Has there ever been a more American recording than "Blue Yodel Number 9"? I don't think so.
Think about it: one can discuss the roots and African and European influences of American popular music all day long but what has this country created? Jazz. Country. Blues. Almost anything can be traced to some combination of those three foundations.
And on July 16, 1930, all three met for one single unforgettable recording: "Blue Yodel Number 9 (Standin' on the Corner)." The leader of the session was Jimmie Rodgers, known as "The Singing Brakesman," but more often referred to as "The Father of Country Music." His accompanist? None other than Louis Armstrong, "The Father of Jazz" and the most important musician of the 20th century. And what common ground did these two legends decide to explore? The blues. (Or in Rodgers's case, occasionally the 10-and-a-half bar blues but we'll get to that later.)
Everything surrounding the record is shrouded in mystery. How the heck did it happen? Louis and Lil Armstrong had just moved to California but Louis hadn't made any recordings yet. Though there they were in Victor's studios to back up Rodgers, even though Louis was signed to OKeh. They must have bumped into each other somewhere and Louis must have enjoyed his music and country music in general; how else would the traditional country tune "Faded Love" end up quoted on the bridge of Louis's concluding solo on "On the Sunny Side of the Street" by 1933?
And Rodgers was clearly a fan of Armstrong. For "Blue Yodel Number 9," Rodgers lifted a chunk of the lyrics sung by obscure blues singer Nolan Walsh on his 1926 recording of "The Bridewell Blues." And who was Walsh's accompanist? Yep, none other than Louis Armstrong. Here's the recording if you've never heard it (that's Richard M. Jones on piano):
It's not one of Armstrong's best blues accompaniments--he seems to get stuck a couple of times---and the record surely wasn't a hit but Rodgers knew it well enough to grab a few stanzas. So with the source material in place, here's the original "Blue Yodel Number 9":
Louis and Lil open the proceedings with a short introduction, Louis, muted, opening with a phrase that was one of his favorites to play on the blues (and one that's still a favorite in New Orleans). They set Rodgers up with some countrified changes at a bouncier tempo than Walsh's recording. Rodgers starts right in, singing effectively while Lil pounds away four beats to the bar. Louis is relaxed, filling in the cracks around Rodgers's vocal.
The only difficulty is Rodgers was from the I'll-change-chords-when-I-feel-like-it school of playing and you can hear Louis and Lil listening hard to anticipate his changes. In talking about this record to Irwin Johnson in 1953, Louis didn't hide from discussing the challenge, saying, "And we never did end up on the bar, you know, so I had to get with him. I just made it wrong with him! It turned out fine."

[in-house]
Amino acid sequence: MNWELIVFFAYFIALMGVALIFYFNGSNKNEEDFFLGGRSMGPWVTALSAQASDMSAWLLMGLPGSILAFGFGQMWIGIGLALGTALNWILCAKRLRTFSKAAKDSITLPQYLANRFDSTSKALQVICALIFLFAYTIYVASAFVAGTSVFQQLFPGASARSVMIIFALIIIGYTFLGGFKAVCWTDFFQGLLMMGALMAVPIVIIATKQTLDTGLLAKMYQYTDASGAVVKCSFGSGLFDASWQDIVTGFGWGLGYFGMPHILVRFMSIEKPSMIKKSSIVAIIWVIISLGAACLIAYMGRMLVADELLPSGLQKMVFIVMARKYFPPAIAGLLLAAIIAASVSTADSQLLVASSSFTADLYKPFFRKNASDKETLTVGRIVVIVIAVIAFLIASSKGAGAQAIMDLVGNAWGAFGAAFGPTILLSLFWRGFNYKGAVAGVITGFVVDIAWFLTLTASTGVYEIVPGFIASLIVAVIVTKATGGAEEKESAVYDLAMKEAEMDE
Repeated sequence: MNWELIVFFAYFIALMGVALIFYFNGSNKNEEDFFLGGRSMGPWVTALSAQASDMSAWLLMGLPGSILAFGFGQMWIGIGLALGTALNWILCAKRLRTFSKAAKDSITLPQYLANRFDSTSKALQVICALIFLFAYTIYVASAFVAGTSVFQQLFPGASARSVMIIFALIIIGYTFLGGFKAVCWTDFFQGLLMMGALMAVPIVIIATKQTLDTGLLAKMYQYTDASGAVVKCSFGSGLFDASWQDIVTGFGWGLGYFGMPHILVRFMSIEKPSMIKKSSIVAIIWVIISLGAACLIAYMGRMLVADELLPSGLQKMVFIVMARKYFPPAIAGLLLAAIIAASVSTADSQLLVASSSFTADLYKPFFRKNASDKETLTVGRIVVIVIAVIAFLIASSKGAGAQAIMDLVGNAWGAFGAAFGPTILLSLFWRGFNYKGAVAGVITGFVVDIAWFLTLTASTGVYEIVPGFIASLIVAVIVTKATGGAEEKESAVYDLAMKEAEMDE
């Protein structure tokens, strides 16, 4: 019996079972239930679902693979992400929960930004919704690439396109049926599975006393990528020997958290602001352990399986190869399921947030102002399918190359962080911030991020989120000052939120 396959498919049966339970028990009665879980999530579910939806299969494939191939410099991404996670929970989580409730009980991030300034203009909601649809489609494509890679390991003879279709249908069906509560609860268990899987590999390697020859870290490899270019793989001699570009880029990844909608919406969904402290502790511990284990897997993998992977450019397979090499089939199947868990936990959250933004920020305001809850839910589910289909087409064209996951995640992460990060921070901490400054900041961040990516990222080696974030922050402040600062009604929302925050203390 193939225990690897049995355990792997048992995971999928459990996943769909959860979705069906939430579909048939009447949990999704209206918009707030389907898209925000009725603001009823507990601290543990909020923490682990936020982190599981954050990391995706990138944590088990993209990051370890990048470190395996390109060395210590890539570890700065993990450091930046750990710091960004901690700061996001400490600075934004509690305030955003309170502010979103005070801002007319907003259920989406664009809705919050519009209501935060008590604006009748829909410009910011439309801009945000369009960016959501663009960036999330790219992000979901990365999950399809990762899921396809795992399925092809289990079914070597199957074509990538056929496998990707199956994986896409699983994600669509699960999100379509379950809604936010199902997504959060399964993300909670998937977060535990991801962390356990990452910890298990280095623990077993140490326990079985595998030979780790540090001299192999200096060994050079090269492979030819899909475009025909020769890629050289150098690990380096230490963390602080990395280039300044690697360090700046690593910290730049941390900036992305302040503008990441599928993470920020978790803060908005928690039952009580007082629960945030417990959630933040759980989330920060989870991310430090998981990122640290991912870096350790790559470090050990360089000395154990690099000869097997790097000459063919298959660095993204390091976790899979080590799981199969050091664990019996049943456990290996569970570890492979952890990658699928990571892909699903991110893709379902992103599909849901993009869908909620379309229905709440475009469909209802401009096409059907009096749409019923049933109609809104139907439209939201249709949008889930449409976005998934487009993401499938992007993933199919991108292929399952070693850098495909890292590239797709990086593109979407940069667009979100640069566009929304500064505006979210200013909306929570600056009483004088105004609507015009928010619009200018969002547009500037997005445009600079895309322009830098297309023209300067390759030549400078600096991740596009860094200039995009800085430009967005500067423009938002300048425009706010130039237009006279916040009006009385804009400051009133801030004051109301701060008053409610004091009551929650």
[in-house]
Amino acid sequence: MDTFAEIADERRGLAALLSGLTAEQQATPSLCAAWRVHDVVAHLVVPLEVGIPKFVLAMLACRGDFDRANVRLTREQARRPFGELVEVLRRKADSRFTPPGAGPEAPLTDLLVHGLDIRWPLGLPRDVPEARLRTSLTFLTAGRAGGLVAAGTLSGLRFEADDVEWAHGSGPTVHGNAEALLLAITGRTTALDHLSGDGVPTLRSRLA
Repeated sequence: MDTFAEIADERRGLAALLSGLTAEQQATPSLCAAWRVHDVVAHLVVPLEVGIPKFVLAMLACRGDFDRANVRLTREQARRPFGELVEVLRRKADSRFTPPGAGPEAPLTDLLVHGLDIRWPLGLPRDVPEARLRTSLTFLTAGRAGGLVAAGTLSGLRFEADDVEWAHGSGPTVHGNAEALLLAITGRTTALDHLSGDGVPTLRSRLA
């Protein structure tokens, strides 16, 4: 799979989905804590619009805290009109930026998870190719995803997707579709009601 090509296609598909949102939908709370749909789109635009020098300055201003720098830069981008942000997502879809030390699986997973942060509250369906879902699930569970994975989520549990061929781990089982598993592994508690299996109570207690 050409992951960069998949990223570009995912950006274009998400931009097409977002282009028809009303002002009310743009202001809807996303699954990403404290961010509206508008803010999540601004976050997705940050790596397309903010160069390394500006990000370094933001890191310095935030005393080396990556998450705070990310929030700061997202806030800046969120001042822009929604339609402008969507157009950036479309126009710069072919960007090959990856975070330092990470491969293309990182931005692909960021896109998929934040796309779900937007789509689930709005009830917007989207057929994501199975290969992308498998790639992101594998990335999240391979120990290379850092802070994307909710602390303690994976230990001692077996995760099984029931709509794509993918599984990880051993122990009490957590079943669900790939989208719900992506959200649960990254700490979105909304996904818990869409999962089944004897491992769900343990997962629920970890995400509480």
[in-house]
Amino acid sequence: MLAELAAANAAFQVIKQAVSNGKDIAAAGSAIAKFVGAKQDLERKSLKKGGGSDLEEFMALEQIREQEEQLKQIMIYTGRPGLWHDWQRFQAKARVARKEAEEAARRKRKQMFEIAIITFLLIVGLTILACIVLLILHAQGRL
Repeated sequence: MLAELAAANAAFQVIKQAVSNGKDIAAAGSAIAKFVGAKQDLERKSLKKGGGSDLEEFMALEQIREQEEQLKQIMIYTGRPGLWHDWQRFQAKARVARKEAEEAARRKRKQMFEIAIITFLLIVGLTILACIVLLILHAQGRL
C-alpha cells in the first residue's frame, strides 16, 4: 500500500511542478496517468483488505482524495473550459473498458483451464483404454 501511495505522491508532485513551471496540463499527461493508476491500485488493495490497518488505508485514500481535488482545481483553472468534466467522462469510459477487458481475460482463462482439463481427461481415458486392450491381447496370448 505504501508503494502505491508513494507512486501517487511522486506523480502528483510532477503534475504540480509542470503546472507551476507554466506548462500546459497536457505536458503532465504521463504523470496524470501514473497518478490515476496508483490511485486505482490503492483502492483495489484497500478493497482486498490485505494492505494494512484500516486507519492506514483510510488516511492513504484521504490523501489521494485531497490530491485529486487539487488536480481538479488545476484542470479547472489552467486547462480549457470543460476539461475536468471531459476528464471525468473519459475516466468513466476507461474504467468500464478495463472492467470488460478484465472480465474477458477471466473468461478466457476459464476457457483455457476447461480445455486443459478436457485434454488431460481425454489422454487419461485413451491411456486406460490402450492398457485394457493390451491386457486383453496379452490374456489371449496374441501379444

If you'd like to play along, here's the form of the first chorus:
Eb - four bars - Standin' on the Corner, I didn't mean no harm
Ab - one bar - Along come a police....
Bb - one bar - ...he took me by the arm.
Eb - two bars
Eb - three-and-a-half bars - It was down in Memphis, corner of Beale and Main
Ab - one bar - He says, 'Big boy....
Bb - one bar - ...you'll have to tell me your name.
Eb - one-and-a-half bars
Eb - half bar [yodel]
Bb - half bar [yodel]
Eb - one-and-a-half bars then next chorus
17 1/2 bars for the first chorus. I could keep going but it actually gets tougher to decipher. Lil gets thrown off at 1:06 ("Listen all you rounders...") but gets back on course quickly, Louis covering it up with a searing double-timed passage, one of my favorite moments of the record.
But finally, at the 1:28 mark, Rodgers throws it to Louis and Lil and they take off in their own style. I love this Armstrong solo. He's not shooting the lights out (probably knowing he's not supposed to be on this session) so instead he plays with what sounds like a relaxed urgency, bouncing between an Eb tonic and Gb blue note in every rhythmic combination possible. Lil digs in, too, with a stride-like backing and even a tinkling run in the fourth bar. It's the only real Louis-and-Lil duet we have on record and gives us a glimpse of what they must have sounded like jamming at home in Chicago.
Louis and Lil choose to stick a standard 12-bar blues format, Lil laying some nice changes (I like the C7 she throws in in bar 8) and ending right on the beat. Then Rodgers comes back for one more go-around, singing beautifully, but still changing when the spirit hits him. Louis is on fire after his solo, offering a little more double-time stuff (reminds of Red Allen; or more likely, Red reminds me of Louis!) but Rodgers changes earlier than anticipated, causing Louis to lay out. When Rodgers leaves the window open (after "just for me a suit of clothes"), Louis plays it safe and just moans effectively. Louis mostly stays out of the way and lets Lil guide Rodgers through the last round of yodeling before coming back to put a pretty punctuation mark on the performance.
And that was that. Louis and Lil were done for the day and "Blue Yodel Number 9" was eventually issued on September 11, 1931 with a flip side of "Looking for a New Mama." Rodgers eventually got up to 13 "Blue Yodels" but number 9 remained a favorite, covered by Jerry Garcia among others.